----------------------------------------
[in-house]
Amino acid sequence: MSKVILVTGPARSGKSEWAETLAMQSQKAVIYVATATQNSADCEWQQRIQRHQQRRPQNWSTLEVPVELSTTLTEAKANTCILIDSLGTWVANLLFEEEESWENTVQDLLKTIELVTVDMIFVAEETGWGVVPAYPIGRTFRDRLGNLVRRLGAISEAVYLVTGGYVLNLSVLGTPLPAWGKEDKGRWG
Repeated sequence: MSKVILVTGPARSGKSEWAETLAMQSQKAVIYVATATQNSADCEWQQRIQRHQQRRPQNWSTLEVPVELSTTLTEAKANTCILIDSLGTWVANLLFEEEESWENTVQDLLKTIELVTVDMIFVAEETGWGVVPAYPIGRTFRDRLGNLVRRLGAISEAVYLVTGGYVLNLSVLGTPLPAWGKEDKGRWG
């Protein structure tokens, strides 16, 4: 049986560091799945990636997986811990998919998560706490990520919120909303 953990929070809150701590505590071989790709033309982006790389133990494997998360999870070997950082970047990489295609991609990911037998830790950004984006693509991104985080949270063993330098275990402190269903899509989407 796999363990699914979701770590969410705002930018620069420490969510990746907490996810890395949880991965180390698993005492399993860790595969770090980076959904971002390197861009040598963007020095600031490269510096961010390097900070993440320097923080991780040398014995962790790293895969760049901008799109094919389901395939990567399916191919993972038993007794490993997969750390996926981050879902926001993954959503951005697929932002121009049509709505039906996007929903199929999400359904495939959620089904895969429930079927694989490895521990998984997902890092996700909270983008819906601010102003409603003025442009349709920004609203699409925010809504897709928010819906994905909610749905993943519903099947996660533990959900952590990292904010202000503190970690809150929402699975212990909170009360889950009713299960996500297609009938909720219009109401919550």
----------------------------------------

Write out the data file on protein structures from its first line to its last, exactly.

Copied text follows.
[in-house]
Amino acid sequence: MSKVILVTGPARSGKSEWAETLAMQSQKAVIYVATATQNSADCEWQQRIQRHQQRRPQNWSTLEVPVELSTTLTEAKANTCILIDSLGTWVANLLFEEEESWENTVQDLLKTIELVTVDMIFVAEETGWGVVPAYPIGRTFRDRLGNLVRRLGAISEAVYLVTGGYVLNLSVLGTPLPAWGKEDKGRWG
Repeated sequence: MSKVILVTGPARSGKSEWAETLAMQSQKAVIYVATATQNSADCEWQQRIQRHQQRRPQNWSTLEVPVELSTTLTEAKANTCILIDSLGTWVANLLFEEEESWENTVQDLLKTIELVTVDMIFVAEETGWGVVPAYPIGRTFRDRLGNLVRRLGAISEAVYLVTGGYVLNLSVLGTPLPAWGKEDKGRWG
């Protein structure tokens, strides 16, 4: 049986560091799945990636997986811990998919998560706490990520919120909303 953990929070809150701590505590071989790709033309982006790389133990494997998360999870070997950082970047990489295609991609990911037998830790950004984006693509991104985080949270063993330098275990402190269903899509989407 796999363990699914979701770590969410705002930018620069420490969510990746907490996810890395949880991965180390698993005492399993860790595969770090980076959904971002390197861009040598963007020095600031490269510096961010390097900070993440320097923080991780040398014995962790790293895969760049901008799109094919389901395939990567399916191919993972038993007794490993997969750390996926981050879902926001993954959503951005697929932002121009049509709505039906996007929903199929999400359904495939959620089904895969429930079927694989490895521990998984997902890092996700909270983008819906601010102003409603003025442009349709920004609203699409925010809504897709928010819906994905909610749905993943519903099947996660533990959900952590990292904010202000503190970690809150929402699975212990909170009360889950009713299960996500297609009938909720219009109401919550």